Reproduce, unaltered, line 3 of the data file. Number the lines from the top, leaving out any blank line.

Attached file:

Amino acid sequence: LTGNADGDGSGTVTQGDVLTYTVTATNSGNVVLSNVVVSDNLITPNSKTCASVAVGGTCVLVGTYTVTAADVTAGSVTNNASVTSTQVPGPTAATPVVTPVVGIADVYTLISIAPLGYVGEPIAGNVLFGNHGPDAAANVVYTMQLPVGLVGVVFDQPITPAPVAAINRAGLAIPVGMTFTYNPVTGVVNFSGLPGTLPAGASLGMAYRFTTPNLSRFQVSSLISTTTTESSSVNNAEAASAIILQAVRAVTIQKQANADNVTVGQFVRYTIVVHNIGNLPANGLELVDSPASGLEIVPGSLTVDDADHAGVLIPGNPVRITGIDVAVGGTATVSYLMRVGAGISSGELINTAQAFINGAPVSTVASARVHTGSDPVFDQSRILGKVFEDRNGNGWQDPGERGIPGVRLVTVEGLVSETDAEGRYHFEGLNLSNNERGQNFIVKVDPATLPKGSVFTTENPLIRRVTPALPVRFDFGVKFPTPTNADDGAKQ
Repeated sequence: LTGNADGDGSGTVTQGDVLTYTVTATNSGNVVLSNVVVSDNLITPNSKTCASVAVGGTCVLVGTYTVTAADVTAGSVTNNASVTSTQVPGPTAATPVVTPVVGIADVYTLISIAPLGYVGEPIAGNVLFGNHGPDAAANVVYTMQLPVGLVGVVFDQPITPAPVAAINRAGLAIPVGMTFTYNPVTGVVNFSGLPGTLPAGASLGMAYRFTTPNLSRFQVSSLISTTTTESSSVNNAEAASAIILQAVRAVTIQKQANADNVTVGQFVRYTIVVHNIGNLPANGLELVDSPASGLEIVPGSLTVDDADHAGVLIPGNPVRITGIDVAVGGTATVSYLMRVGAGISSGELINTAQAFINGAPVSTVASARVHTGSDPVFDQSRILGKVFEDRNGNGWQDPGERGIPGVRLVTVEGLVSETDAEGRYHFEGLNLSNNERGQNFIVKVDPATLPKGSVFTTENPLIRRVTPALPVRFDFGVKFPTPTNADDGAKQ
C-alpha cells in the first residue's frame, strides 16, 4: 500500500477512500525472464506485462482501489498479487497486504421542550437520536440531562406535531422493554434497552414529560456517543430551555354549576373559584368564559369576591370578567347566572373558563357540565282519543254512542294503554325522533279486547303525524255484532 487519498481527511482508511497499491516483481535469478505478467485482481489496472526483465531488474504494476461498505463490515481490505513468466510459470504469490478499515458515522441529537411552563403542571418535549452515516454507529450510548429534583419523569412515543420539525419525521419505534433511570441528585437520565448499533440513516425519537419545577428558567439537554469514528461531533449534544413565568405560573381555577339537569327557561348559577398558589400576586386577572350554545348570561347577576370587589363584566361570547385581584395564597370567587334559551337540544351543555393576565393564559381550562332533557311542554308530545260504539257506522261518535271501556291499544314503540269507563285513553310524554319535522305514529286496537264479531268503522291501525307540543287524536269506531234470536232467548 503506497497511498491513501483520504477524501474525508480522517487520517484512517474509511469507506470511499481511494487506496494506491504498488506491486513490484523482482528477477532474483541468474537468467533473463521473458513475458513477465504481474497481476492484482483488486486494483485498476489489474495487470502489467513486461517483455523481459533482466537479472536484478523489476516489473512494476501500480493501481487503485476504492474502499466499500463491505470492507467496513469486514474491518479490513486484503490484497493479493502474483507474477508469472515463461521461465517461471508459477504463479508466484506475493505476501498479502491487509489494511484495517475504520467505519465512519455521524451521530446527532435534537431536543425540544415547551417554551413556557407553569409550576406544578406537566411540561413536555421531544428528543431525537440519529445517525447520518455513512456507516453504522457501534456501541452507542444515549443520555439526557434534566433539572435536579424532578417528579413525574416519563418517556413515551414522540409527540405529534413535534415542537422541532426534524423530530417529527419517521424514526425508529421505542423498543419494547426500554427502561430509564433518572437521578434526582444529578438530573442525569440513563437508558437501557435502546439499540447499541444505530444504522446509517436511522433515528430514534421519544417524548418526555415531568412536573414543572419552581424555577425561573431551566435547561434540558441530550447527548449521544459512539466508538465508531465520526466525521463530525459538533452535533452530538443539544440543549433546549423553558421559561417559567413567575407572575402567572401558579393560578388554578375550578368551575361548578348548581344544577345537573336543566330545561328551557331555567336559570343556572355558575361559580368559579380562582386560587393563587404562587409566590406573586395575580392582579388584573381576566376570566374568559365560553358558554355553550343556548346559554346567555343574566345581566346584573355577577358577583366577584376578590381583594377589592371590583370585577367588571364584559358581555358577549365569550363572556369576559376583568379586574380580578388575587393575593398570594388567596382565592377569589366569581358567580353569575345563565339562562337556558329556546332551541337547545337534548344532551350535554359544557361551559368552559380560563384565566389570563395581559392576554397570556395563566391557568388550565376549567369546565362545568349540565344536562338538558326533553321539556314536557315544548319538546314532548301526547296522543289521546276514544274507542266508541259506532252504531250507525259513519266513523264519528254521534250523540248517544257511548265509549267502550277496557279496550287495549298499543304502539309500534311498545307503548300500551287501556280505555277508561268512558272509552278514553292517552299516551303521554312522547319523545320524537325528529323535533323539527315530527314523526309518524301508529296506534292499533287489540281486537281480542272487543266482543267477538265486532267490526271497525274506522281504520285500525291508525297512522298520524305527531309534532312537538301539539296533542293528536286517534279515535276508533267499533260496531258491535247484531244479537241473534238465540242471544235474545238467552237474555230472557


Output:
C-alpha cells in the first residue's frame, strides 16, 4: 500500500477512500525472464506485462482501489498479487497486504421542550437520536440531562406535531422493554434497552414529560456517543430551555354549576373559584368564559369576591370578567347566572373558563357540565282519543254512542294503554325522533279486547303525524255484532 487519498481527511482508511497499491516483481535469478505478467485482481489496472526483465531488474504494476461498505463490515481490505513468466510459470504469490478499515458515522441529537411552563403542571418535549452515516454507529450510548429534583419523569412515543420539525419525521419505534433511570441528585437520565448499533440513516425519537419545577428558567439537554469514528461531533449534544413565568405560573381555577339537569327557561348559577398558589400576586386577572350554545348570561347577576370587589363584566361570547385581584395564597370567587334559551337540544351543555393576565393564559381550562332533557311542554308530545260504539257506522261518535271501556291499544314503540269507563285513553310524554319535522305514529286496537264479531268503522291501525307540543287524536269506531234470536232467548 503506497497511498491513501483520504477524501474525508480522517487520517484512517474509511469507506470511499481511494487506496494506491504498488506491486513490484523482482528477477532474483541468474537468467533473463521473458513475458513477465504481474497481476492484482483488486486494483485498476489489474495487470502489467513486461517483455523481459533482466537479472536484478523489476516489473512494476501500480493501481487503485476504492474502499466499500463491505470492507467496513469486514474491518479490513486484503490484497493479493502474483507474477508469472515463461521461465517461471508459477504463479508466484506475493505476501498479502491487509489494511484495517475504520467505519465512519455521524451521530446527532435534537431536543425540544415547551417554551413556557407553569409550576406544578406537566411540561413536555421531544428528543431525537440519529445517525447520518455513512456507516453504522457501534456501541452507542444515549443520555439526557434534566433539572435536579424532578417528579413525574416519563418517556413515551414522540409527540405529534413535534415542537422541532426534524423530530417529527419517521424514526425508529421505542423498543419494547426500554427502561430509564433518572437521578434526582444529578438530573442525569440513563437508558437501557435502546439499540447499541444505530444504522446509517436511522433515528430514534421519544417524548418526555415531568412536573414543572419552581424555577425561573431551566435547561434540558441530550447527548449521544459512539466508538465508531465520526466525521463530525459538533452535533452530538443539544440543549433546549423553558421559561417559567413567575407572575402567572401558579393560578388554578375550578368551575361548578348548581344544577345537573336543566330545561328551557331555567336559570343556572355558575361559580368559579380562582386560587393563587404562587409566590406573586395575580392582579388584573381576566376570566374568559365560553358558554355553550343556548346559554346567555343574566345581566346584573355577577358577583366577584376578590381583594377589592371590583370585577367588571364584559358581555358577549365569550363572556369576559376583568379586574380580578388575587393575593398570594388567596382565592377569589366569581358567580353569575345563565339562562337556558329556546332551541337547545337534548344532551350535554359544557361551559368552559380560563384565566389570563395581559392576554397570556395563566391557568388550565376549567369546565362545568349540565344536562338538558326533553321539556314536557315544548319538546314532548301526547296522543289521546276514544274507542266508541259506532252504531250507525259513519266513523264519528254521534250523540248517544257511548265509549267502550277496557279496550287495549298499543304502539309500534311498545307503548300500551287501556280505555277508561268512558272509552278514553292517552299516551303521554312522547319523545320524537325528529323535533323539527315530527314523526309518524301508529296506534292499533287489540281486537281480542272487543266482543267477538265486532267490526271497525274506522281504520285500525291508525297512522298520524305527531309534532312537538301539539296533542293528536286517534279515535276508533267499533260496531258491535247484531244479537241473534238465540242471544235474545238467552237474555230472557